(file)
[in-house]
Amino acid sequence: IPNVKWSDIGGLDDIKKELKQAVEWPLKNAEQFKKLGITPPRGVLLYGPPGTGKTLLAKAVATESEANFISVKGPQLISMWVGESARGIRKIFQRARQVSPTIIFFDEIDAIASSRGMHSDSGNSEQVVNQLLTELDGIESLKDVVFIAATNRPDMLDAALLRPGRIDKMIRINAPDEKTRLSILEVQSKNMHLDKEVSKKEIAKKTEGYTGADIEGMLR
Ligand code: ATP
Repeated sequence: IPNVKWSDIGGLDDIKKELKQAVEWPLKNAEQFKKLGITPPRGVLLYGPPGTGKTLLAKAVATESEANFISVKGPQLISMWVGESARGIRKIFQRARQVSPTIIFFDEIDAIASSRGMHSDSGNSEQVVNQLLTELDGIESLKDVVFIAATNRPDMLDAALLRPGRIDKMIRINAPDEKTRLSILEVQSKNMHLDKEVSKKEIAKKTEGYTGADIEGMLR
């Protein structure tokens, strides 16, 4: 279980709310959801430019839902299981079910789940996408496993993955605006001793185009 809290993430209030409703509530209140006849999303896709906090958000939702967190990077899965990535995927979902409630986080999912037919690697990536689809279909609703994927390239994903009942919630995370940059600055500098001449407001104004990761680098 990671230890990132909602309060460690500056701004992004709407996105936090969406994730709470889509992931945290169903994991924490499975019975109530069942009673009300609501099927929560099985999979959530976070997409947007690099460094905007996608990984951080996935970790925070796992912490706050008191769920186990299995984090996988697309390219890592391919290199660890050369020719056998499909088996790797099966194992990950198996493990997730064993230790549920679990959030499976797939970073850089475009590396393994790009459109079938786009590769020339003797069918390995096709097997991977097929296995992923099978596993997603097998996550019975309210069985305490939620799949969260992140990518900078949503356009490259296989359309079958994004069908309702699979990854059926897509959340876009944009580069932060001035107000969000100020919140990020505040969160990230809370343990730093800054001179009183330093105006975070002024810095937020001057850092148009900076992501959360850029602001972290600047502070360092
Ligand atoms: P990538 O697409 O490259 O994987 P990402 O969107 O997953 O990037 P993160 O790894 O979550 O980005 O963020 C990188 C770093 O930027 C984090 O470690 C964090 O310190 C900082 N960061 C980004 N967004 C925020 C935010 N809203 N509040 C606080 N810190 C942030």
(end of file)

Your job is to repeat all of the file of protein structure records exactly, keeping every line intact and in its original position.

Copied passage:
[in-house]
Amino acid sequence: IPNVKWSDIGGLDDIKKELKQAVEWPLKNAEQFKKLGITPPRGVLLYGPPGTGKTLLAKAVATESEANFISVKGPQLISMWVGESARGIRKIFQRARQVSPTIIFFDEIDAIASSRGMHSDSGNSEQVVNQLLTELDGIESLKDVVFIAATNRPDMLDAALLRPGRIDKMIRINAPDEKTRLSILEVQSKNMHLDKEVSKKEIAKKTEGYTGADIEGMLR
Ligand code: ATP
Repeated sequence: IPNVKWSDIGGLDDIKKELKQAVEWPLKNAEQFKKLGITPPRGVLLYGPPGTGKTLLAKAVATESEANFISVKGPQLISMWVGESARGIRKIFQRARQVSPTIIFFDEIDAIASSRGMHSDSGNSEQVVNQLLTELDGIESLKDVVFIAATNRPDMLDAALLRPGRIDKMIRINAPDEKTRLSILEVQSKNMHLDKEVSKKEIAKKTEGYTGADIEGMLR
């Protein structure tokens, strides 16, 4: 279980709310959801430019839902299981079910789940996408496993993955605006001793185009 809290993430209030409703509530209140006849999303896709906090958000939702967190990077899965990535995927979902409630986080999912037919690697990536689809279909609703994927390239994903009942919630995370940059600055500098001449407001104004990761680098 990671230890990132909602309060460690500056701004992004709407996105936090969406994730709470889509992931945290169903994991924490499975019975109530069942009673009300609501099927929560099985999979959530976070997409947007690099460094905007996608990984951080996935970790925070796992912490706050008191769920186990299995984090996988697309390219890592391919290199660890050369020719056998499909088996790797099966194992990950198996493990997730064993230790549920679990959030499976797939970073850089475009590396393994790009459109079938786009590769020339003797069918390995096709097997991977097929296995992923099978596993997603097998996550019975309210069985305490939620799949969260992140990518900078949503356009490259296989359309079958994004069908309702699979990854059926897509959340876009944009580069932060001035107000969000100020919140990020505040969160990230809370343990730093800054001179009183330093105006975070002024810095937020001057850092148009900076992501959360850029602001972290600047502070360092
Ligand atoms: P990538 O697409 O490259 O994987 P990402 O969107 O997953 O990037 P993160 O790894 O979550 O980005 O963020 C990188 C770093 O930027 C984090 O470690 C964090 O310190 C900082 N960061 C980004 N967004 C925020 C935010 N809203 N509040 C606080 N810190 C942030």